# Implementing the Wedge Product

First off, does anybody know of an existing implementation of the wedge product in Julia? I performed a pretty expensive search and came up empty.

For my application I need to compute

I know that the i^{\mathrm{th}} element of the wedge product can be computed as the cofactor of the (n,i) entry of M, where M is defined as

M= \begin{bmatrix} \boldsymbol{v}_1^{\top}\\ \vdots \\ \boldsymbol{v}_{n-1}^\top \\ \boldsymbol{1}^\top \end{bmatrix}

Currently, I’ve implemented this as

using LinearAlgebra
using RecursiveArrayTools

function wedge(v::AbstractArray{T}) where {T<:AbstractArray}
n = length(v)
M =  VectorOfArray(v)'
T([ (-1)^(n+j)*det(M[:,filter(x->x≠j,collect(1:n))]) for j ∈ 1:n]    )
end


For n=3, the wedge product should be equivalent to the cross product.

n = 3
data = [rand(n) for i ∈ 1:n-1]

maximum(abs.(wedge(data) - cross(data...)))  # 2.7755575615628914e-17


However, this seems horribly inefficient for when n is large as the determinate of an n-1\times n-1 is computed n times.

Does anybody know of a more eloquent approach? One thought is to decompose M into a form where computing the determinate is trivial, e.g. LU decomposition, and then perform rank-1 updates.

Extend your n x (n-1) matrix A with a random norm-one vector to an n x n matrix. Gram-schmidt this. Take the last column, and multiply with the product of norms of the first n-1 columns.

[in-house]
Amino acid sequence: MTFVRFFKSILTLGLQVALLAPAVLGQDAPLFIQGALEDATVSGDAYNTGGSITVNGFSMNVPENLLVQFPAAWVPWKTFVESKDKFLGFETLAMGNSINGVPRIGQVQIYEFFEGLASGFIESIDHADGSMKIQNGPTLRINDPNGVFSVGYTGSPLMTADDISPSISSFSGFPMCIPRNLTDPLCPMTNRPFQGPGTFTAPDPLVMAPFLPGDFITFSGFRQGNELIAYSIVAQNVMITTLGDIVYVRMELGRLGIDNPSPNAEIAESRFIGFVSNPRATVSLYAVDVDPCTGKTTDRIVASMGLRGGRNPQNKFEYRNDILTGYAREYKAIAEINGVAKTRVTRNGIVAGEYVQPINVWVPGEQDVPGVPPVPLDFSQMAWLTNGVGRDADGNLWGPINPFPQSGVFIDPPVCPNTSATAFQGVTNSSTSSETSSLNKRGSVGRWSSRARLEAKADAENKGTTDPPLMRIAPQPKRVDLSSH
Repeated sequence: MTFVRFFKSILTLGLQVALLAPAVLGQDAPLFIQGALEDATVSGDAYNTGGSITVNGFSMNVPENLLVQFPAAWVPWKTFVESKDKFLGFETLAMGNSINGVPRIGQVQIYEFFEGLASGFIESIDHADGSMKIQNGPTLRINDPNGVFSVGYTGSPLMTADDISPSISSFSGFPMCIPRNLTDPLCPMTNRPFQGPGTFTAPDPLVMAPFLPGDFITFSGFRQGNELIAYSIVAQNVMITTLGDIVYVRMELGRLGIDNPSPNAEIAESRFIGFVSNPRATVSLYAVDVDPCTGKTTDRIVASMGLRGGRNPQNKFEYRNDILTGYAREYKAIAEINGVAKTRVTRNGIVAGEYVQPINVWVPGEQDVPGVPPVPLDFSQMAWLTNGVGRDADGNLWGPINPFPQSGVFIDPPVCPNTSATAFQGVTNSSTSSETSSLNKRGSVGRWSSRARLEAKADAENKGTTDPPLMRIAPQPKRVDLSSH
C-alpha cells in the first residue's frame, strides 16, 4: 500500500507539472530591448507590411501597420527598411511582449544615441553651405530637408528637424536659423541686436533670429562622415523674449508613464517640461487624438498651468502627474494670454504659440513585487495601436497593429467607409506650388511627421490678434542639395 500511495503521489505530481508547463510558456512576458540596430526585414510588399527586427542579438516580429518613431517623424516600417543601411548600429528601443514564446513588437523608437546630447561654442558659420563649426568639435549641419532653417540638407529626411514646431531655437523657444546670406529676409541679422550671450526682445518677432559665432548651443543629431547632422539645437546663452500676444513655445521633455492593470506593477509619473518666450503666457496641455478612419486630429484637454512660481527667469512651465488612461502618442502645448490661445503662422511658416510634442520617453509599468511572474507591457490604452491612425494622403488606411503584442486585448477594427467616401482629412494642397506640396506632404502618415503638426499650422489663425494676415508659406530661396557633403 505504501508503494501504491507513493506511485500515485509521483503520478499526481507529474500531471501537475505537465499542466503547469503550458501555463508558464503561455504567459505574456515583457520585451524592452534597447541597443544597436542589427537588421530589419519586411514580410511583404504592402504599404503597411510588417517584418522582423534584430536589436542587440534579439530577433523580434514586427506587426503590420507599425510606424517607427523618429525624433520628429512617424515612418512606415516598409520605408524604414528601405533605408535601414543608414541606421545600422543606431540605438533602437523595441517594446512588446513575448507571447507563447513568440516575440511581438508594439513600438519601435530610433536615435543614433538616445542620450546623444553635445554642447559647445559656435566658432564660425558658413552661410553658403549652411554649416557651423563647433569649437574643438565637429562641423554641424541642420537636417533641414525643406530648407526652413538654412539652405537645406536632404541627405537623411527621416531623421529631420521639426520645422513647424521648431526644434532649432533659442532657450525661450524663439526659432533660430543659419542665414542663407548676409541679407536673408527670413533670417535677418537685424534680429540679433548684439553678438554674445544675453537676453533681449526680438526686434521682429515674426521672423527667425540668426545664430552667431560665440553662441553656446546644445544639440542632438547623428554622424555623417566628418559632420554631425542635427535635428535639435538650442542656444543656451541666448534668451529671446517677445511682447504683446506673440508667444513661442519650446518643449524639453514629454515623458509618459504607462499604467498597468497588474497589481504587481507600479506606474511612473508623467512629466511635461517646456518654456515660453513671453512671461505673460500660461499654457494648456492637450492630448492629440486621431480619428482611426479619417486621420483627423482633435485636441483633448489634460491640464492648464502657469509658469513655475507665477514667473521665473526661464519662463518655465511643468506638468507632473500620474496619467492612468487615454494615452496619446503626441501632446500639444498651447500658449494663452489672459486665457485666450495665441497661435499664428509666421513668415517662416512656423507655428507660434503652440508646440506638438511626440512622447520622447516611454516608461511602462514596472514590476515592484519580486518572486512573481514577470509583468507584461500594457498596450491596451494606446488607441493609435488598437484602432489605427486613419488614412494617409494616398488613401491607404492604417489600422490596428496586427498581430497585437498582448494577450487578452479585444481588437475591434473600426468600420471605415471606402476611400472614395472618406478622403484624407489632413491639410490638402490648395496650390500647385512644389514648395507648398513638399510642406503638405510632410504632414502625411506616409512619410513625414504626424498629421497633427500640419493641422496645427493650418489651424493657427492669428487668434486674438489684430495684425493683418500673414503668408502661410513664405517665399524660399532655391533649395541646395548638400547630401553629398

Because julia is row-major, mentally rename all mentions of “rows” and “columns” in the above paragraph.

?

Ok, depends on how your input and output is structured and how your gram-schmidt wants its input/output to be structured (I always forget which index position is upstairs/downstairs and which is called row or column; I can only remember fast/slow = first/second).

But I don’t see a gram-schmidt in LinearAlgebra anyway?

If I were to implement a very naive gram-schmidt, I would need fast sequential access to mathematical columns, so I’d make A[:,i] a mathematical column, and expect n x n-1 input. Ok, you’re right, I was confused and talked nonsense.

Isn’t Gram-schmidt inefficient? I.e., \mathcal{O}(n^3)

Unless you go Strassen, your algorithm was n^4. n^3 is better than n^4, right?

I’m not claiming that this is an especially clever strategy, just that it is much better.

So the code would be

julia> using LinearAlgebra
julia> for N=2:15
rr0=rand(N,N);
V = rand(N);
W = rand(N);
rr0[:,end]=W; res = det(rr0)
rr0[:,end] = V
q,r = qr(rr0);
S=-q[:,end]* prod(diag(r)[1:N-1]) * (-1)^N;
@show N, res ≈ dot(S, W)
end
(N, res ≈ dot(S, W)) = (2, true)
(N, res ≈ dot(S, W)) = (3, true)
(N, res ≈ dot(S, W)) = (4, true)
(N, res ≈ dot(S, W)) = (5, true)
(N, res ≈ dot(S, W)) = (6, true)
(N, res ≈ dot(S, W)) = (7, true)
(N, res ≈ dot(S, W)) = (8, true)
(N, res ≈ dot(S, W)) = (9, true)
(N, res ≈ dot(S, W)) = (10, true)
(N, res ≈ dot(S, W)) = (11, true)
(N, res ≈ dot(S, W)) = (12, true)
(N, res ≈ dot(S, W)) = (13, true)
(N, res ≈ dot(S, W)) = (14, true)
(N, res ≈ dot(S, W)) = (15, true)


Then fix the unneeded spurious allocations.

I was just pointing out that Julia is column-major.

Gram-Schmidt is not numerically stable. There are numerically stable versions, but usually the similar algorithm that should be attempted to be used is the QR factorization.

Gram-Schmidt is not numerically stable.

Is this because of floating-point error or is there another reason?

It’s algorithmic and due to floating point error. You need to stabilize it in most applications.

1 Like

Modified Gram-Schmidt is usually the answer.

4 Likes